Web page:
Dr. Widegren attended The Colorado College and graduated with a B.A. in chemistry. During the summers he did undergraduate research on photocatalytic oxidations with Professor John L. Falconer in the Chemical Engineering Department at the University of Colorado. His graduate studies were done in the Chemistry Department at Colorado State University with Professor Richard G. Finke. His Ph.D. thesis focused on the synthesis and catalytic properties of metal nanoparticles. After graduate school, he spent a year as a visiting professor at Adams State University, where he taught classes in general and analytical chemistry. He began his career at NIST with NRC and PREP Postdoctoral Fellowships, during which he studied the thermophysical properties of ionic liquids with postdoctoral advisor, Dr. Joseph W. Magee. He is currently the NMR Facility Manager for NIST Boulder and the Group Safety Representative for the Fluid Characterization Group. Dr. Widegren is also part of a new team and research program at NIST that received the Innovations in Measurement Science Award, funding to develop spectroscopic measurements of intermolecular interactions in solution. Away from work, he enjoys gardening, beekeeping and traveling.
NMR spectroscopy at controlled temperatures and pressures
Dr. Widegren’s current research with NMR spectroscopy is focused on measurements in which temperature, pressure, and mixture composition must be determined simultaneously. Applications include measurements of vapor-liquid equilibrium of refrigerant mixtures, competitive gas adsorption on activated carbon, and the pressure dependence of chemical separations. This work has included improvements to measurements of mixture composition for gas-phase and multiphasic samples. It also strives to improve the fundamental metrology associated with temperature and pressure measurements in the presence of high magnetic fields. A noteworthy new project is to use NMR spectroscopy to validate the performance of electric-acoustic spectroscopy, which is a method being developed at NIST to measure intermolecular interactions in solution:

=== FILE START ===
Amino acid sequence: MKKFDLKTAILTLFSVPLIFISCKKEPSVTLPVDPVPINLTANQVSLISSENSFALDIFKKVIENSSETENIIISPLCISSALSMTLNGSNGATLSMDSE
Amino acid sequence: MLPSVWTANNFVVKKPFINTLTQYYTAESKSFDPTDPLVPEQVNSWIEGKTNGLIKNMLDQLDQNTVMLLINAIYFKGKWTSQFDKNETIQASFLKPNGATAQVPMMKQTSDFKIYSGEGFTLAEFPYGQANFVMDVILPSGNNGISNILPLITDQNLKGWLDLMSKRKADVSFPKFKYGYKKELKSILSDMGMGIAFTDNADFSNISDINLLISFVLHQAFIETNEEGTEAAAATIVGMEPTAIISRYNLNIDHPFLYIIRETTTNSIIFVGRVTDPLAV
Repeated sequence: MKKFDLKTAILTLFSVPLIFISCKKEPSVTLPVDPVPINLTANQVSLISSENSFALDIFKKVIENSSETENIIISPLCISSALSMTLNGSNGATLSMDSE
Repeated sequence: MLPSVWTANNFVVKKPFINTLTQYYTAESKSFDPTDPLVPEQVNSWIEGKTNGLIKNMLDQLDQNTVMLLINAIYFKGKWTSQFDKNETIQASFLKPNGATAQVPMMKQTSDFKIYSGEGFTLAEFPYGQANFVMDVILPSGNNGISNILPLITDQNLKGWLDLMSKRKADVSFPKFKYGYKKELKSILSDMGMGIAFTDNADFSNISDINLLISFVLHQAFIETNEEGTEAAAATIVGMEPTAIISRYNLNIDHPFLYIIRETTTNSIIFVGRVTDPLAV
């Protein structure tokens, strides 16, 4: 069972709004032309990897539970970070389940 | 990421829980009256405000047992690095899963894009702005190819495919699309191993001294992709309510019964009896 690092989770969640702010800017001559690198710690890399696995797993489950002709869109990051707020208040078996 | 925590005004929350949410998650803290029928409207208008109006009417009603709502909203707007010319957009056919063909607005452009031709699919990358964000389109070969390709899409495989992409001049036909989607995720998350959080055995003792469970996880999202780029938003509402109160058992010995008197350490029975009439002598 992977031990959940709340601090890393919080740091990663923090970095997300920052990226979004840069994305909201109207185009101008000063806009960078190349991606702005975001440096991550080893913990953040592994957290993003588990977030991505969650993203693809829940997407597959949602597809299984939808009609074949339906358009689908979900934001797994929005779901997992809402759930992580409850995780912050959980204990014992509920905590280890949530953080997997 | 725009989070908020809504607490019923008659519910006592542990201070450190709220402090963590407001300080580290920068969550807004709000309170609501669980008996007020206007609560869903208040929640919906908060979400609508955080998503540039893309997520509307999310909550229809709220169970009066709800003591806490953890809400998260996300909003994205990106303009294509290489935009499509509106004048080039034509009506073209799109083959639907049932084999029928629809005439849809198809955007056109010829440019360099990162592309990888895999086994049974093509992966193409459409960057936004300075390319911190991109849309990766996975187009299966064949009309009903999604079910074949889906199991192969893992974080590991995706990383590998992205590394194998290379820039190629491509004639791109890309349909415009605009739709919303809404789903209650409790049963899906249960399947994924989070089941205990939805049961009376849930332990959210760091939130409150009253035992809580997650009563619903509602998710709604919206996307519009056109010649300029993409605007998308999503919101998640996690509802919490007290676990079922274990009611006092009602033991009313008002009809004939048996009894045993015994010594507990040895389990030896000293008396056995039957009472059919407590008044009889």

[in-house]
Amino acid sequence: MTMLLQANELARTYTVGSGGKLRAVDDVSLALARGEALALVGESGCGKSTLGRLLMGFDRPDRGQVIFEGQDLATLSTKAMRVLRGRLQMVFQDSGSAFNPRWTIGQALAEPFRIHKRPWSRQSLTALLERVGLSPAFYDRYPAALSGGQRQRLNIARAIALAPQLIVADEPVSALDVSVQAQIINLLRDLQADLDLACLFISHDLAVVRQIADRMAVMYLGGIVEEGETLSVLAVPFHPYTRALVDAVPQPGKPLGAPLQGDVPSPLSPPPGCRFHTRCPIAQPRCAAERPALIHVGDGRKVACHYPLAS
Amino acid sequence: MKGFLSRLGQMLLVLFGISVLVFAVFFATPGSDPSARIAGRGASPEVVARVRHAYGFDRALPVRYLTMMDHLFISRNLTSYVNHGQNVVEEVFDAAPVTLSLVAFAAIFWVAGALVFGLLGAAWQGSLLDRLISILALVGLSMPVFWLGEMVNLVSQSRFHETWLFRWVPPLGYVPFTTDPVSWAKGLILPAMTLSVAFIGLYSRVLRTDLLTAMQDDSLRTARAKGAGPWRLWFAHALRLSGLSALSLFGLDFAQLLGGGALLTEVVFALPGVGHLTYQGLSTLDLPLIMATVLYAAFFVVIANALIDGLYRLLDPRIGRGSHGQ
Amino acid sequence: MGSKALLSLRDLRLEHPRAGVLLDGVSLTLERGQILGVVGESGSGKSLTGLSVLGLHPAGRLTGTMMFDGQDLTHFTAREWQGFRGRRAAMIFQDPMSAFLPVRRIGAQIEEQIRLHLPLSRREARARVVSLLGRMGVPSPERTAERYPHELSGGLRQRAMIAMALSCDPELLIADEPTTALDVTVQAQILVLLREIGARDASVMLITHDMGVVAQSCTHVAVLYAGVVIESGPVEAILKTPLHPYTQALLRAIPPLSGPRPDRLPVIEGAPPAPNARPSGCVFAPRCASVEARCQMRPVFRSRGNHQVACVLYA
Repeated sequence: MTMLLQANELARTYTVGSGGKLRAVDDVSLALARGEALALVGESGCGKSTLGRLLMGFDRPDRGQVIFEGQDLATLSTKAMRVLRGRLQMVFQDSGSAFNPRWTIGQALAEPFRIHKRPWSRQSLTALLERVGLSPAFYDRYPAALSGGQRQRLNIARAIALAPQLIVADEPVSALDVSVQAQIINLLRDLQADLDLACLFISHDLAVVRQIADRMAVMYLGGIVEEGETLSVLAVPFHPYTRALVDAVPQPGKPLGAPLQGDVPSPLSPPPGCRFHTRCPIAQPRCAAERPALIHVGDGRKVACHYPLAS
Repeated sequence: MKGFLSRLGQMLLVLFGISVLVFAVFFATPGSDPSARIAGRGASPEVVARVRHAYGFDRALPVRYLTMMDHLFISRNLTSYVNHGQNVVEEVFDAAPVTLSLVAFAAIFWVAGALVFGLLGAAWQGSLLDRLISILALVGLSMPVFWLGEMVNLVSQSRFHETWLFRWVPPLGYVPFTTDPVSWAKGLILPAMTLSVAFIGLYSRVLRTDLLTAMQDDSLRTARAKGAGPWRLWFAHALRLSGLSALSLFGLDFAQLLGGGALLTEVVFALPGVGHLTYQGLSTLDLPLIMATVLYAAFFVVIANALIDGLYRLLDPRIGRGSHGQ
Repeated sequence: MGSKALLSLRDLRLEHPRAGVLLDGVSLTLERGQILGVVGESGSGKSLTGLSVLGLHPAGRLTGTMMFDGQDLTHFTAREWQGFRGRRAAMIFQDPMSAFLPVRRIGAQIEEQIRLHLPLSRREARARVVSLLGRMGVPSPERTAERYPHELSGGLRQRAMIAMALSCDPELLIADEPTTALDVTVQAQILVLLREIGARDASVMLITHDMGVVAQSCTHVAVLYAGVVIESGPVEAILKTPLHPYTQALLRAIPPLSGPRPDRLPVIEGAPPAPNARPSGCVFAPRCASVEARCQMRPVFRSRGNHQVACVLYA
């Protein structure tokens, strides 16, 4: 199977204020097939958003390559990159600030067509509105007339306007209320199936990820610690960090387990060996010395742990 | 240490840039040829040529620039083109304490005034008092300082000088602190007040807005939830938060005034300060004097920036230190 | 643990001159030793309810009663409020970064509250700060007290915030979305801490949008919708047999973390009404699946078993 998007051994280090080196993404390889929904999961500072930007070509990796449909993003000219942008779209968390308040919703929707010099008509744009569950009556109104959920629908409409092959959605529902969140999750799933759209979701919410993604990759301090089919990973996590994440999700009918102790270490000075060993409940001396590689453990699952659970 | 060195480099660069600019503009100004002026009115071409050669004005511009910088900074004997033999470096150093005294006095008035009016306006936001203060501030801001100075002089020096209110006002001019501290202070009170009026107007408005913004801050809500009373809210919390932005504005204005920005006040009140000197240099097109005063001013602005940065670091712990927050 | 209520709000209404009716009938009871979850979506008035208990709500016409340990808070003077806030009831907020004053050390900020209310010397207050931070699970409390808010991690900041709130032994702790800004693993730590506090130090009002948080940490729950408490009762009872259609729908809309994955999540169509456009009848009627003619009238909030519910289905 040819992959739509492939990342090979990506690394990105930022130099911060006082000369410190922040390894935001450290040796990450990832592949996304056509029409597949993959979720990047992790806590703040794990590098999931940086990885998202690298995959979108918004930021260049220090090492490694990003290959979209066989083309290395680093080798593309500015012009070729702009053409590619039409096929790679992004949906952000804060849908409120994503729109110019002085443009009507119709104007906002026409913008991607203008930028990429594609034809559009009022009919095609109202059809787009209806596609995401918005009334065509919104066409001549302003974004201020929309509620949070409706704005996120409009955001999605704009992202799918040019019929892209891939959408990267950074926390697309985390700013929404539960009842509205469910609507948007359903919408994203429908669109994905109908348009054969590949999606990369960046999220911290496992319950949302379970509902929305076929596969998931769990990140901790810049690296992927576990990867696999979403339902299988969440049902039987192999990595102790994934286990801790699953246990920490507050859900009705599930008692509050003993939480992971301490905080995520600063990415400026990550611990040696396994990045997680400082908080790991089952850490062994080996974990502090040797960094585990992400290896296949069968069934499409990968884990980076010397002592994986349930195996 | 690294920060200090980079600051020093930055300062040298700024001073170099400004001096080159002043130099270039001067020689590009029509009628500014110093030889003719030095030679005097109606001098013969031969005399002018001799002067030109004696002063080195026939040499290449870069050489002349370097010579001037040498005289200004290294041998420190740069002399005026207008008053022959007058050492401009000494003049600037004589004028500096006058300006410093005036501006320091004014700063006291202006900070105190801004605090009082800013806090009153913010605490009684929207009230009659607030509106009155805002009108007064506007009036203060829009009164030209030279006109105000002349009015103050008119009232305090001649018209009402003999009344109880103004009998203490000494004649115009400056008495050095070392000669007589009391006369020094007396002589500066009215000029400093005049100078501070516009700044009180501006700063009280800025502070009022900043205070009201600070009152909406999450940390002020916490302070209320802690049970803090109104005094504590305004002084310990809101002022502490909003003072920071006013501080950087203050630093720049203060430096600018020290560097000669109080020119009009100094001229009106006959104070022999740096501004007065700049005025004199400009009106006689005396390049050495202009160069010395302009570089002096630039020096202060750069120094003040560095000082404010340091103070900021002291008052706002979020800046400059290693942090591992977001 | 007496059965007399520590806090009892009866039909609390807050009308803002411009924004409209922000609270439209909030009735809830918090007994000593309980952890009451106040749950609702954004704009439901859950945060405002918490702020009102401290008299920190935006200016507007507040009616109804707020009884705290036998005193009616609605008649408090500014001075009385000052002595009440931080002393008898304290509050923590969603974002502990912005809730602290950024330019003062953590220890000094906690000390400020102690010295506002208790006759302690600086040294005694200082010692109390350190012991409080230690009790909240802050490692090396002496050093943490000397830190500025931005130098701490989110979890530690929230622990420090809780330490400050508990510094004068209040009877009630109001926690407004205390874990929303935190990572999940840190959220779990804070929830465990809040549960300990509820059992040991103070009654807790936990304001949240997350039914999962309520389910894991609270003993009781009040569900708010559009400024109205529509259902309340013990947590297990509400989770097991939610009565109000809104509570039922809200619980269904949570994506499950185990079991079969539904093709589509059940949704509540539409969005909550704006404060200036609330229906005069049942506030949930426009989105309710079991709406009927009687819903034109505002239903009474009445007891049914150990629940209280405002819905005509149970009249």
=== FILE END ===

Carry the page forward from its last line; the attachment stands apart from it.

Vapor pressure measurements of low-volatility, unstable compounds
Another active area of research is the measurement of vapor pressures for low-volatility compounds. This work is largely focused on the optimization of apparatus design and measurement methodology so that low-uncertainty measurements on unstable compounds are possible. Recently, we invented dynamic vapor microextraction (DVME) for these high-accuracy measurements and ultimate deployment to in-the-field vapor detection. Applications include measurements on taggants for explosives (where vapor pressures are important for detection), biodiesel esters (where vapor pressures are needed for bio-refinery design), organic aerosol formers (where vapor pressures are needed for climate modeling), and cannabinoids (where vapor pressures are needed for breathalyzer development).
Other thermophysical property measurements
Dr. Widegren also studies the thermal stability of organic compounds, enthalpies of adsorption, and permeation through polymers.
●Innovations in Measurement Science Award, NIST (2020)
● Material Measurement Laboratory Outreach Award (2018)
● NIST Safety Award (2010)
● PREP Postdoctoral Fellowship, University of Colorado/NIST (2005)
● National Academy of Sciences/National Research Council (NAS/NRC) Postdoctoral Fellowship (2003)
● Union Carbide Corporation's Student Innovation Recognition Award (2001)
● Merck Award for the outstanding chemistry graduate, Colorado College (1994)